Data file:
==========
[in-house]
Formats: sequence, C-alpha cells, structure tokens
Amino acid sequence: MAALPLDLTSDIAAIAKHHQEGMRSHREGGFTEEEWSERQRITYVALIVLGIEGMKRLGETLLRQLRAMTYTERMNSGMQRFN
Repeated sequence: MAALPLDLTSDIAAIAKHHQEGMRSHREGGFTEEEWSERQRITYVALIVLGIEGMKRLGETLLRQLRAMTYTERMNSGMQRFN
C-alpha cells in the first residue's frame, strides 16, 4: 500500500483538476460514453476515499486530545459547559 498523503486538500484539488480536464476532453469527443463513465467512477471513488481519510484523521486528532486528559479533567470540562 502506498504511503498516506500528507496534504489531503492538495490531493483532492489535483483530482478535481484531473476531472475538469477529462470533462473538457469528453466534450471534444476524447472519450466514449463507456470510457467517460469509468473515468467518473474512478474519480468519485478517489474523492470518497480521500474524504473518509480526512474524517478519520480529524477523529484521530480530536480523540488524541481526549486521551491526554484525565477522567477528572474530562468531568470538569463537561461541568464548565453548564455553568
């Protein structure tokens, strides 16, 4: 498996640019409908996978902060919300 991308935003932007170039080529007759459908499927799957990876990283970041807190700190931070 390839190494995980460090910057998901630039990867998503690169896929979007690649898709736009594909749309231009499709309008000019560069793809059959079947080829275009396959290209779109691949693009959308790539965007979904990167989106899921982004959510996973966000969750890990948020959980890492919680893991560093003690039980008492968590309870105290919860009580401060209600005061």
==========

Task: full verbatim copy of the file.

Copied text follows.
[in-house]
Formats: sequence, C-alpha cells, structure tokens
Amino acid sequence: MAALPLDLTSDIAAIAKHHQEGMRSHREGGFTEEEWSERQRITYVALIVLGIEGMKRLGETLLRQLRAMTYTERMNSGMQRFN
Repeated sequence: MAALPLDLTSDIAAIAKHHQEGMRSHREGGFTEEEWSERQRITYVALIVLGIEGMKRLGETLLRQLRAMTYTERMNSGMQRFN
C-alpha cells in the first residue's frame, strides 16, 4: 500500500483538476460514453476515499486530545459547559 498523503486538500484539488480536464476532453469527443463513465467512477471513488481519510484523521486528532486528559479533567470540562 502506498504511503498516506500528507496534504489531503492538495490531493483532492489535483483530482478535481484531473476531472475538469477529462470533462473538457469528453466534450471534444476524447472519450466514449463507456470510457467517460469509468473515468467518473474512478474519480468519485478517489474523492470518497480521500474524504473518509480526512474524517478519520480529524477523529484521530480530536480523540488524541481526549486521551491526554484525565477522567477528572474530562468531568470538569463537561461541568464548565453548564455553568
């Protein structure tokens, strides 16, 4: 498996640019409908996978902060919300 991308935003932007170039080529007759459908499927799957990876990283970041807190700190931070 390839190494995980460090910057998901630039990867998503690169896929979007690649898709736009594909749309231009499709309008000019560069793809059959079947080829275009396959290209779109691949693009959308790539965007979904990167989106899921982004959510996973966000969750890990948020959980890492919680893991560093003690039980008492968590309870105290919860009580401060209600005061």